The Red Bear lives in Fort Collins, Colorado. He and I have been talking about making a weekend of bicycle riding up there for some time now. Plus, any excuse to get some time away from the wife can never be a bad thing. I had once gone up there in March for a Buckethead concert, ridden with Red Bear up Rist mountain, and then did some additional riding in the canyons.
This past weekend Fort Collins had a cycling festival which includes a couple days of racing, and today was the Rist Canyon race. The Rist race starts at 5,000ft, climbs pretty much straight up to an altitude of 8,240 ft, and then drops down through the canyons, covering a total of 64 miles.
As a cyclist living in the Midwest, I had always dreamed of doing a mountain race as all we have to work with here is maybe a 100ft climb if you are lucky. Watching the epic stages on the Tour de France was always fascinating, with the racers pitting against each other in the blatant dares against gravity as they climbed sheer walls. I woke up before the alarm Saturday morning in anticipation of my first race involving climbing over 3000ft that didn't involve doing endless loops in order to attain it.
Racing in the Midwest usually involves criteriums, which is basically sprinting circles around the block for an hour. This would be totally obnoxious and pointless if hadn't been for the other 100 people who had shown up to do the same thing with you. Racing well in a criterium requires 3 things: getting rid the instinct of hitting the brakes as you go around the corner, being able to sitting in the draft doing little work as possible without feeling guilty, and then be remorseless as you sprint around that person who worked his ass off the entire times as you cross the finish line. I figured that a race involving a mountain climb would be a little more interesting than everything else I have seen, plus it's kind of hard to crash when you are going 4mph.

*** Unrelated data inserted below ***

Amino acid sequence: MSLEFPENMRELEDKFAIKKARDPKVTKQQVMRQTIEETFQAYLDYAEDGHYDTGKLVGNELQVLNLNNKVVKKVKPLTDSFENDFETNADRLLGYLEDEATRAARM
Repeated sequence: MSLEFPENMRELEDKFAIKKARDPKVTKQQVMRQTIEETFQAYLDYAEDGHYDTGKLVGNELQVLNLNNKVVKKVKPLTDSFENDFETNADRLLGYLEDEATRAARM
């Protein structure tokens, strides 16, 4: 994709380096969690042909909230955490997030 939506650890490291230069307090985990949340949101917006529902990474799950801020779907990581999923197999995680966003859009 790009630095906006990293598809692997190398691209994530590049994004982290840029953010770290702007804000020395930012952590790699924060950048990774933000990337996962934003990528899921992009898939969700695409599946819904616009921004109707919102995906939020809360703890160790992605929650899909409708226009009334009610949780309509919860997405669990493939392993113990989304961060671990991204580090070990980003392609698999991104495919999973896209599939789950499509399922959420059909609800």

The race started out gentle enough. Everyone pretty much understood there was no hope of getting the "drop" on the climb and being first to it didn't mean squat. The first few foothills leading to the mountain were tough as the pace definitely was on and it was intended to start shaking up the order of the group. I was definitely on the low end of this totem pole as I probably weighed 30lbs more than the people at the front. These guys were whippy greyhounds and I was a beefy corn-fed Midwestern guy by comparison (and I'm the skinny guy back at home.)
As we hit the mountain switchbacks, the grade was not the punishing, but the pace was solid. It was pretty much like doing a 40K time trial effort. The group started to stretch out, totally based on the riders power to weight ratio at aerobic capacity. I was really hoping it would play out like a TT and just arrive at the top with a nice solid effort. That lasted about 5 minutes. At the first increase in grade, there was a attack that was almost an all-out sprint, and then right back into TT effort. There was no place to coast/hide to recover. You either kept up with the attack or you did not.
In watching the Tour de France, I never really understood the whole teamwork thing on the mountains until now. The GC would often have one of the domestiques lead them up the mountain like they were pulling, but at 6-8mph, there is no draft benefit. I understood it now. The less "attacks" you have to cover, the less you need to dig into your anaerobic, and this means you can keep your aerobic power up. It helps alot to chase someone, and the faster someone can lead you up, the less your competitors will be able to make attacks.
Plus, mentally, it's really tough to concentrate when you're going up. Imagine doing intervals on the trainer without a fan or a breeze to cool you off. Climbing at a TT pace in the sun and getting a 4mph return in speed means you get hot. Really hot. I hadn't expected to be exploding in that much heat, covering my top tube in big drops of sweat.